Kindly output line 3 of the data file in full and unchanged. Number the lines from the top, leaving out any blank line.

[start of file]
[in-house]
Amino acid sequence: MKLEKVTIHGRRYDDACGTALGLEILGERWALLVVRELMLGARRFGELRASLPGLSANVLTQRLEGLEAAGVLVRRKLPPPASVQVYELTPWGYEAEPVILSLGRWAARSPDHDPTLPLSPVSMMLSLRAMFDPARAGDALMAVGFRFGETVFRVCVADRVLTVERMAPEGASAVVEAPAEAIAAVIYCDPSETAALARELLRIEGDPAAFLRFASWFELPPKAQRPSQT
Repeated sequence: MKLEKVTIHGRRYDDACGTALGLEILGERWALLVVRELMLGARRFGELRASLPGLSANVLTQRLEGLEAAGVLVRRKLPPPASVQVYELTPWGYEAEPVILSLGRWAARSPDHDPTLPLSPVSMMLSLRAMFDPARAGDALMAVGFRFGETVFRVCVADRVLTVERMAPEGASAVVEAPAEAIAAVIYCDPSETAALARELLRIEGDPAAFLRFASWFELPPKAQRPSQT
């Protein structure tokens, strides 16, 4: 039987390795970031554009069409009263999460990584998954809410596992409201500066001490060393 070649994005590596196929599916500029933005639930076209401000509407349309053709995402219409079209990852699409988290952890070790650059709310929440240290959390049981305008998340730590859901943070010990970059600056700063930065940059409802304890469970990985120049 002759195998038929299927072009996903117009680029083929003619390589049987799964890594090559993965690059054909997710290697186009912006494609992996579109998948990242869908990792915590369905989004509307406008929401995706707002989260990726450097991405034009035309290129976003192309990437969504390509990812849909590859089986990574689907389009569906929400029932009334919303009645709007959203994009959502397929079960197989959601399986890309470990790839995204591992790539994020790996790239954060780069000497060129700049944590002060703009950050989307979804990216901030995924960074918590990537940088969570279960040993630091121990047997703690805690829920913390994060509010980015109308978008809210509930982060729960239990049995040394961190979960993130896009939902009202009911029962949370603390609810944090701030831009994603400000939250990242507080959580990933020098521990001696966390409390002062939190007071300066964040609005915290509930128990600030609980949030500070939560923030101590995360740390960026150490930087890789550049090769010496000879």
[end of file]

Repeated sequence: MKLEKVTIHGRRYDDACGTALGLEILGERWALLVVRELMLGARRFGELRASLPGLSANVLTQRLEGLEAAGVLVRRKLPPPASVQVYELTPWGYEAEPVILSLGRWAARSPDHDPTLPLSPVSMMLSLRAMFDPARAGDALMAVGFRFGETVFRVCVADRVLTVERMAPEGASAVVEAPAEAIAAVIYCDPSETAALARELLRIEGDPAAFLRFASWFELPPKAQRPSQT